Dr. Jerome Pagani: Dr. Adam Wright, thanks so much for being here today. It's nice to finally have a real doctor on the podcast.

Dr. Adam Wright: Absolutely.

Dr. Jerome Pagani: Actually you're our second. We had Dr. Archana Tedone on our last episode.

Dr. Craig Joseph: So, our record of having real doctors, which I'm translating apparently for myself and our listening audiences, means a Ph.D. We have two consecutive real doctors. Am I understanding that correctly, Jerome?

Dr. Jerome Pagani: That is correct. Your words, not mine.

Dr. Craig Joseph: Excellent. So, Adam as a real doctor I wanted to confirm what I think I heard from you is that ever since you were a young child when you first got those letter blocks and you were pounding blocks together when you were a toddler, the letters Ph.D. were your favorite and you always knew from being a very young child that you wanted to be a researcher, an academician, is that true? Did I hear that correctly?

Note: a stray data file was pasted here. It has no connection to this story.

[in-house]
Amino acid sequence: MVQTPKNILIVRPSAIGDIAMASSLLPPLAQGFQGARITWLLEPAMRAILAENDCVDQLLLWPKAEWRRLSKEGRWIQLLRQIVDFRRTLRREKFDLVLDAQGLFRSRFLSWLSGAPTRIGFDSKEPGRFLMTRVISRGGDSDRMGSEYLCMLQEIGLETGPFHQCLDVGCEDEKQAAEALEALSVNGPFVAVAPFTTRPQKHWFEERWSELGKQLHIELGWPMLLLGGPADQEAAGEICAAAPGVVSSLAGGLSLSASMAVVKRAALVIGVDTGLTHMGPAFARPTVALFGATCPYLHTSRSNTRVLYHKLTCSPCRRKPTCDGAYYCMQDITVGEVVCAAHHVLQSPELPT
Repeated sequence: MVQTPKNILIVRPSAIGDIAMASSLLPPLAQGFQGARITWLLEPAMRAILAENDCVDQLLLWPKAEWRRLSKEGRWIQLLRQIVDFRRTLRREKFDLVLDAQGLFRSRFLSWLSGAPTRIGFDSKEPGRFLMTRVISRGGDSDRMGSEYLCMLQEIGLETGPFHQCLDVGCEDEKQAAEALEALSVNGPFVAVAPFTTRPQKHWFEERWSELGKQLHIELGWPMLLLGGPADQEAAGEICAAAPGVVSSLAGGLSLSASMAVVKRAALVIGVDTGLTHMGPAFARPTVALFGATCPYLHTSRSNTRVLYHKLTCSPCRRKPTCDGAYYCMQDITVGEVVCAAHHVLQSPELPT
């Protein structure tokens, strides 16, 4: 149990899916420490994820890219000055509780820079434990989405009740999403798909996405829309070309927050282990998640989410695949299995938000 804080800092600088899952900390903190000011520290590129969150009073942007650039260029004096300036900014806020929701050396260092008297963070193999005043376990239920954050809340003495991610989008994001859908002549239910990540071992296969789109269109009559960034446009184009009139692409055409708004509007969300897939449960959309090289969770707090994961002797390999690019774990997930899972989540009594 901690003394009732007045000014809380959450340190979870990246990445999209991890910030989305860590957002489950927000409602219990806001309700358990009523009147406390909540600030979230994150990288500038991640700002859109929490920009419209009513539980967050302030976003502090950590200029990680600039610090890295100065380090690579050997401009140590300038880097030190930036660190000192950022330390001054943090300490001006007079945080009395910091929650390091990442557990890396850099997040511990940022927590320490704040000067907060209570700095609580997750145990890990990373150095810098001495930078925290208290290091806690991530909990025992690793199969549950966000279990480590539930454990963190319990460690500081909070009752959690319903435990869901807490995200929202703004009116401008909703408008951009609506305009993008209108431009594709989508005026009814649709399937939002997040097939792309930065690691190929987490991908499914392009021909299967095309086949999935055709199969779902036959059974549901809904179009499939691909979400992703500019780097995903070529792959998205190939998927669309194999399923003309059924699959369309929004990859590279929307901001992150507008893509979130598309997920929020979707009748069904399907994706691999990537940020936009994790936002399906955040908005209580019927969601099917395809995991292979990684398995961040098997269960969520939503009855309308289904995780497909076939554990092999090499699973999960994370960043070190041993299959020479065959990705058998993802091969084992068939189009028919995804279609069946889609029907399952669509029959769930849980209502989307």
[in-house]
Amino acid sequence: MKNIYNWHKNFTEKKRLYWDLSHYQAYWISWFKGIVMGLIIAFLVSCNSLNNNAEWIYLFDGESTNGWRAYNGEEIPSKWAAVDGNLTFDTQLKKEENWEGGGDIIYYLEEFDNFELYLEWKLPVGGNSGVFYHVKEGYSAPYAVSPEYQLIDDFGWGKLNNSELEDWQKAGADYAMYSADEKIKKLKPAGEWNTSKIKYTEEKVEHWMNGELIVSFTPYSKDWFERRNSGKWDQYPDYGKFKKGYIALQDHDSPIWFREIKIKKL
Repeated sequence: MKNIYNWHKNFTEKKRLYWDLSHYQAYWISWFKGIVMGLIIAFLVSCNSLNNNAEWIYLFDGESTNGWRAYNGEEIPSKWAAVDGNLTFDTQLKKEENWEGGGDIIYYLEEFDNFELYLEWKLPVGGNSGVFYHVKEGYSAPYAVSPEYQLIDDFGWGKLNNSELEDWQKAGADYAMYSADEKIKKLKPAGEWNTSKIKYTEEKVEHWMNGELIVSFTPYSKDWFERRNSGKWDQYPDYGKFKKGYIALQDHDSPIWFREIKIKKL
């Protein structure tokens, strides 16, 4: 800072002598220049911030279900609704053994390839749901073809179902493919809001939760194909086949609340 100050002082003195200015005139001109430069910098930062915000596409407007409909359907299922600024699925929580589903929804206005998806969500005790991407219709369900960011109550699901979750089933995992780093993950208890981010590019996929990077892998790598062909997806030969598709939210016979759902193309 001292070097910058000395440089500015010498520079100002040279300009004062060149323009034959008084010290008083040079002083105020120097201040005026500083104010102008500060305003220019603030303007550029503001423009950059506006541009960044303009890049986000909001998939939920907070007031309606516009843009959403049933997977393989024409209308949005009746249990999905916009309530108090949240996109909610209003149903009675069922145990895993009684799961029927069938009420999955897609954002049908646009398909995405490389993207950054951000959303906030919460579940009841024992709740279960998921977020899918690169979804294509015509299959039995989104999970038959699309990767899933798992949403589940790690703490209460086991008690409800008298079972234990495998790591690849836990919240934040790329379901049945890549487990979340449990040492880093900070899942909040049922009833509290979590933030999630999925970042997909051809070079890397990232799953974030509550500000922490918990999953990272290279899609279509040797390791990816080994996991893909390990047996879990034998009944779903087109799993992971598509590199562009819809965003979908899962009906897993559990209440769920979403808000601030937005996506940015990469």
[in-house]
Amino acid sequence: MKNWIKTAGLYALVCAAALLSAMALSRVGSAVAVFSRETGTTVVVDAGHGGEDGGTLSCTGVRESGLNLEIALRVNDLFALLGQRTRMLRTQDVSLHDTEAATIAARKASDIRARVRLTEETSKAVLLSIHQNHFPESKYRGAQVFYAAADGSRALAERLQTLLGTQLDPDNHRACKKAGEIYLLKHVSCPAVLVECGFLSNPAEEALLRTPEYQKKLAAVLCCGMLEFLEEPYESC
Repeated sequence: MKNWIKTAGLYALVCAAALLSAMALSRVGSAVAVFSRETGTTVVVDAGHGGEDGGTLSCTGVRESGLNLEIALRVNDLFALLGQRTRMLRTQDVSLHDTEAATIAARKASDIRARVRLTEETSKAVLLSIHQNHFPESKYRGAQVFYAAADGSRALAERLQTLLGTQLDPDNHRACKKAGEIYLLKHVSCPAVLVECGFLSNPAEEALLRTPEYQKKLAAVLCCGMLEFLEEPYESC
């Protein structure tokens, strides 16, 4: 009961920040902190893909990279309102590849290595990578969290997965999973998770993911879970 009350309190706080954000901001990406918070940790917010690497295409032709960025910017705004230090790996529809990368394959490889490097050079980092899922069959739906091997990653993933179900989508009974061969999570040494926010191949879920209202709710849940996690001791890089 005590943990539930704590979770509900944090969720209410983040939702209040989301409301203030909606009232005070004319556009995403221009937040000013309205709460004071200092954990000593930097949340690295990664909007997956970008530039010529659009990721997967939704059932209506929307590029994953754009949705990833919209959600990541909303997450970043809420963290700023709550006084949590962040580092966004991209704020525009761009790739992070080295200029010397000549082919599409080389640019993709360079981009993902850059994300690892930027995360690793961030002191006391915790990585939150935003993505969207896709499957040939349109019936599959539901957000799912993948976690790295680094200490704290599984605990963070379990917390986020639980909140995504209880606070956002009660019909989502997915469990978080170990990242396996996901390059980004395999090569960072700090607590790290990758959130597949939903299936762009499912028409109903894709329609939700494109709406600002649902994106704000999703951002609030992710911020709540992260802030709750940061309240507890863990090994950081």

Dr. Adam Wright: It was actually HL7. So my first creation of these letter blocks was a valid HL7 2.4 message.

Dr. Craig Joseph: That is amazing, and that was probably before HL7 was even founded as an organization, so.

Dr. Adam Wright: Yeah, I’m not that old.

Dr. Craig Joseph: Prescient. Prescient. That is, that is amazing, so. Alright, well maybe you've always been destined for this life. Yeah, you went to Stanford for undergrad and majored in English.

Dr. Adam Wright: I did not. Math and computer science. The only true combination of majors.

Dr. Craig Joseph: Apparently, my research has not been great here. So, all right so math and computer science at Stanford and then you always knew you wanted to be a biomedical informatician, is that?